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Lachenalia mutabilis

Lachenalia mutabilis

A second thank you in the span of three days to van+s@Flickr for contributing a photo (original image | BPotD Flickr Group Pool). This plant was cultivated indoors at Brooklyn Botanic Garden. Thanks again, van+s!

Pretty as it is, this particular lachenalia has the potential to escape from cultivation and become weedy, as has occurred in Western Australia. The fact that it is common and widespread in its native Cape region of South Africa serves as a hint that it is adaptable, and thus likely to pose problems in non-native environments with conditions similar to the Cape.

The epithet “mutabilis” means “changeable”, in this case referring to the inflorescence – the immature stalk and flowers start blue and turn yellowish-green or pinkish as they age. For photographs of the entire inflorescence with the range of colours, see this page from the International Bulb Society and the Lachenalia page from the Pacific Bulb Society's Wiki.

Photography resource link: Nature's Best Photography Magazine's International Awards – scroll down in the middle frame of the page for links to the 2004-2006 award winners. Also, there's a Picture of the Week feature on the site that might interest you.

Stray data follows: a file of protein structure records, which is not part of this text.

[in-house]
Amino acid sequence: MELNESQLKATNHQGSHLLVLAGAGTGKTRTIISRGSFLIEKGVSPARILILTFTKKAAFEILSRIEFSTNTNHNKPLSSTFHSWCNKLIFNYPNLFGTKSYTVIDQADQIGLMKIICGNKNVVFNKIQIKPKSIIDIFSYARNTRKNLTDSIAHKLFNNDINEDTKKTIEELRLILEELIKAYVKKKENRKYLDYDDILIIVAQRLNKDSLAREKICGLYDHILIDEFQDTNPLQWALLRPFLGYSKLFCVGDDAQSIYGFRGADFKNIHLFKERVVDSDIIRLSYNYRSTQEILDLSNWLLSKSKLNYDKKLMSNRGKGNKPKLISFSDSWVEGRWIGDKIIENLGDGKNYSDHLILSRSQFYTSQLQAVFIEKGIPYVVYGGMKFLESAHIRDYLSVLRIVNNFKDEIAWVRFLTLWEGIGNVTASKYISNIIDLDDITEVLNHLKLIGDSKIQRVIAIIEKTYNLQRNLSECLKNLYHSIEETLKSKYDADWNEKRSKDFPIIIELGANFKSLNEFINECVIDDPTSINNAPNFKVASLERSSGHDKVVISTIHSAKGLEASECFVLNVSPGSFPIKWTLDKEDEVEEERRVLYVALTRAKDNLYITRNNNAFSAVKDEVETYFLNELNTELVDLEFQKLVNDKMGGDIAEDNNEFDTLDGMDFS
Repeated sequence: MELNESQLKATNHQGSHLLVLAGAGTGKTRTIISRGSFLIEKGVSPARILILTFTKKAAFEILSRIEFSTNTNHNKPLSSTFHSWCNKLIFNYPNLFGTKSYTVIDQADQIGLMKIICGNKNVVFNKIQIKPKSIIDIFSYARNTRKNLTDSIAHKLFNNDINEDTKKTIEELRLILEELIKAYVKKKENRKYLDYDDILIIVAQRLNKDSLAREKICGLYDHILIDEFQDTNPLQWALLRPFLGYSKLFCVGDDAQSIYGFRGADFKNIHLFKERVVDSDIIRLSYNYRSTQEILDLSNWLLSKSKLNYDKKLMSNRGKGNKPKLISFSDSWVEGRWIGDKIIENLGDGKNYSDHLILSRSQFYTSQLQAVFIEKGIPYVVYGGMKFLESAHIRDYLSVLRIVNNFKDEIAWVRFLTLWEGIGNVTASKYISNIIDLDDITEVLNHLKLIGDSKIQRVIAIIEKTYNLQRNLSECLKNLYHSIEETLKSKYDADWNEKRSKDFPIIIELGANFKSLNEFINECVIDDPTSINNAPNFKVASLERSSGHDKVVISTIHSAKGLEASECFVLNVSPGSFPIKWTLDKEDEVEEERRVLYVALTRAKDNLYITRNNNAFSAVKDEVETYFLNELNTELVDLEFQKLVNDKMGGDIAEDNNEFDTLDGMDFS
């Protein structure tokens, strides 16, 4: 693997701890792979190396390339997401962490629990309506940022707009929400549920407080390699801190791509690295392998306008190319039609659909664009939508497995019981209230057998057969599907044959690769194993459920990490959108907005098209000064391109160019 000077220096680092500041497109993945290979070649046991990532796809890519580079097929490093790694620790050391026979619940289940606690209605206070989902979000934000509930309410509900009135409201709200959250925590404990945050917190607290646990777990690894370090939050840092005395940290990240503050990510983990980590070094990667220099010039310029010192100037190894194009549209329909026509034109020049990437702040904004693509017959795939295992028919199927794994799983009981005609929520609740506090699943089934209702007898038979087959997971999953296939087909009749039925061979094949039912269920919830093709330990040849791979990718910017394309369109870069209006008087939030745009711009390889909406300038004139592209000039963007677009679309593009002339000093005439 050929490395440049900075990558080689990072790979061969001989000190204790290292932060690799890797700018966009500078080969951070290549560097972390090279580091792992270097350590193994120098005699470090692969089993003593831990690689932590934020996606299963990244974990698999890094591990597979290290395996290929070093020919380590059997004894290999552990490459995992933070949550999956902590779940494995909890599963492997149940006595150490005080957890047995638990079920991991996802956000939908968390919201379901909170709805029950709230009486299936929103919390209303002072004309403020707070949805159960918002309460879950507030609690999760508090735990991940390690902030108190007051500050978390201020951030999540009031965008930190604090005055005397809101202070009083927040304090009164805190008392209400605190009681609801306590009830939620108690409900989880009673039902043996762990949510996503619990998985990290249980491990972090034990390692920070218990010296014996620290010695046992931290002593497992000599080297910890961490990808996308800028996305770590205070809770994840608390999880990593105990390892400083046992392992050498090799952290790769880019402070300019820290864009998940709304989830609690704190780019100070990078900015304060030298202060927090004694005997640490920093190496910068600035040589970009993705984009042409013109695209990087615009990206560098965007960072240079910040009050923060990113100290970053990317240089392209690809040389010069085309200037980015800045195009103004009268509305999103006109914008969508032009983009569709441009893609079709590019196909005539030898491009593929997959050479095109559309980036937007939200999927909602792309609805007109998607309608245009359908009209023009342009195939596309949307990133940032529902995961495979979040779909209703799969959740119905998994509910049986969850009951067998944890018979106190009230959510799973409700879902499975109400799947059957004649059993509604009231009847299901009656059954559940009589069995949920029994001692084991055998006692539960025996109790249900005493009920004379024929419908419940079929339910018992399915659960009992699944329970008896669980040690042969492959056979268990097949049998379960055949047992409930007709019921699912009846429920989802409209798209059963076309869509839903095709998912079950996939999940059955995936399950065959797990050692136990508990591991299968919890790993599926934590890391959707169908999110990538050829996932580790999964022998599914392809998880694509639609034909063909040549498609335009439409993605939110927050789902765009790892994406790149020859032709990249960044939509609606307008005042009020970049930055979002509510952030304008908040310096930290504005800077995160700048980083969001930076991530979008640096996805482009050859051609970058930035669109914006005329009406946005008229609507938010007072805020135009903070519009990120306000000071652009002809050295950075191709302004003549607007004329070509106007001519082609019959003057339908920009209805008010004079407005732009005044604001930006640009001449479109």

4 Comments

Lachenalia mutabilis - Z9 - RHS Index of Garden Plants, Griffiths

Interesting to read that it can be weedy. This one certainly looked delicate in person - coddled in a greenhouse and all.

I don't think it is a major weed, but one of the other Lachenalia is causing problems, see http://www.deh.gov.au/biodiversity/invasive/weeds/weeds-alert/pubs/l-reflexa.pdf

I appreciate the explanation for mutabilis in a botanical name. Now I understand why one of my roses is called chinensis mutabilis.

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